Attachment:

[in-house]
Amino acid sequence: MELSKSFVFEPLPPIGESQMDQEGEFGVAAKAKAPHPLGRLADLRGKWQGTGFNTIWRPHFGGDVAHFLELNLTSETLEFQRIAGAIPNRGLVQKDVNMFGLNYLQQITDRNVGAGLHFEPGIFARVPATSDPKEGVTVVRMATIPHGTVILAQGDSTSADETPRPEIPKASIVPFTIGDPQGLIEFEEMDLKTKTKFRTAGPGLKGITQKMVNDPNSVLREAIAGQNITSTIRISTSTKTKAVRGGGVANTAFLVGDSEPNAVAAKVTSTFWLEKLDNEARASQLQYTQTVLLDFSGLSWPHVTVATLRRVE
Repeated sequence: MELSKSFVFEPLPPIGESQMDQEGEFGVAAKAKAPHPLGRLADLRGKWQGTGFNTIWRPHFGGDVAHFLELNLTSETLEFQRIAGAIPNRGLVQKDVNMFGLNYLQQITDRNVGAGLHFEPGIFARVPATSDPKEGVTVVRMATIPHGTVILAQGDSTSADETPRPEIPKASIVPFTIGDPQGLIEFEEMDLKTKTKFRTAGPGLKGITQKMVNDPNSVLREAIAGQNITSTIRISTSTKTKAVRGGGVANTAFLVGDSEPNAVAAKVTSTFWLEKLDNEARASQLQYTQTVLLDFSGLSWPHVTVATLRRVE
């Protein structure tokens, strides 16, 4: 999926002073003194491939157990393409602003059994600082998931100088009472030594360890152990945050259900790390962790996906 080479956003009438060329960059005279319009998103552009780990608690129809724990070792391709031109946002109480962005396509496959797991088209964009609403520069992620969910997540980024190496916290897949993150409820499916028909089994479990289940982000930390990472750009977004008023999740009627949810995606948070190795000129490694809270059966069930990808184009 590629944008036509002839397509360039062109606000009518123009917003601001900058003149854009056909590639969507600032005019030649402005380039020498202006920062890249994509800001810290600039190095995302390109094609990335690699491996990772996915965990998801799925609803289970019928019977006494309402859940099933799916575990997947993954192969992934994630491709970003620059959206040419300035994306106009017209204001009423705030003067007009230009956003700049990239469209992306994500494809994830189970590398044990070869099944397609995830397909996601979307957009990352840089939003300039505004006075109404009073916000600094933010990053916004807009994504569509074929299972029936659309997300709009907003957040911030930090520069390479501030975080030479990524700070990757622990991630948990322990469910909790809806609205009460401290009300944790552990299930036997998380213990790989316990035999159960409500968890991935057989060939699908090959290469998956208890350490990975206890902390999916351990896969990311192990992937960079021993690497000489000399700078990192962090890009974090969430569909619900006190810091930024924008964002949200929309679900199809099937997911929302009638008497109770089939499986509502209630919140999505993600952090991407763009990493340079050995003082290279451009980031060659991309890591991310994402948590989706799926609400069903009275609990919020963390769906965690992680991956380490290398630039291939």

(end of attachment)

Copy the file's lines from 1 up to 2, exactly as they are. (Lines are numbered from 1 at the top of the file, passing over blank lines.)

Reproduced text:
[in-house]
Amino acid sequence: MELSKSFVFEPLPPIGESQMDQEGEFGVAAKAKAPHPLGRLADLRGKWQGTGFNTIWRPHFGGDVAHFLELNLTSETLEFQRIAGAIPNRGLVQKDVNMFGLNYLQQITDRNVGAGLHFEPGIFARVPATSDPKEGVTVVRMATIPHGTVILAQGDSTSADETPRPEIPKASIVPFTIGDPQGLIEFEEMDLKTKTKFRTAGPGLKGITQKMVNDPNSVLREAIAGQNITSTIRISTSTKTKAVRGGGVANTAFLVGDSEPNAVAAKVTSTFWLEKLDNEARASQLQYTQTVLLDFSGLSWPHVTVATLRRVE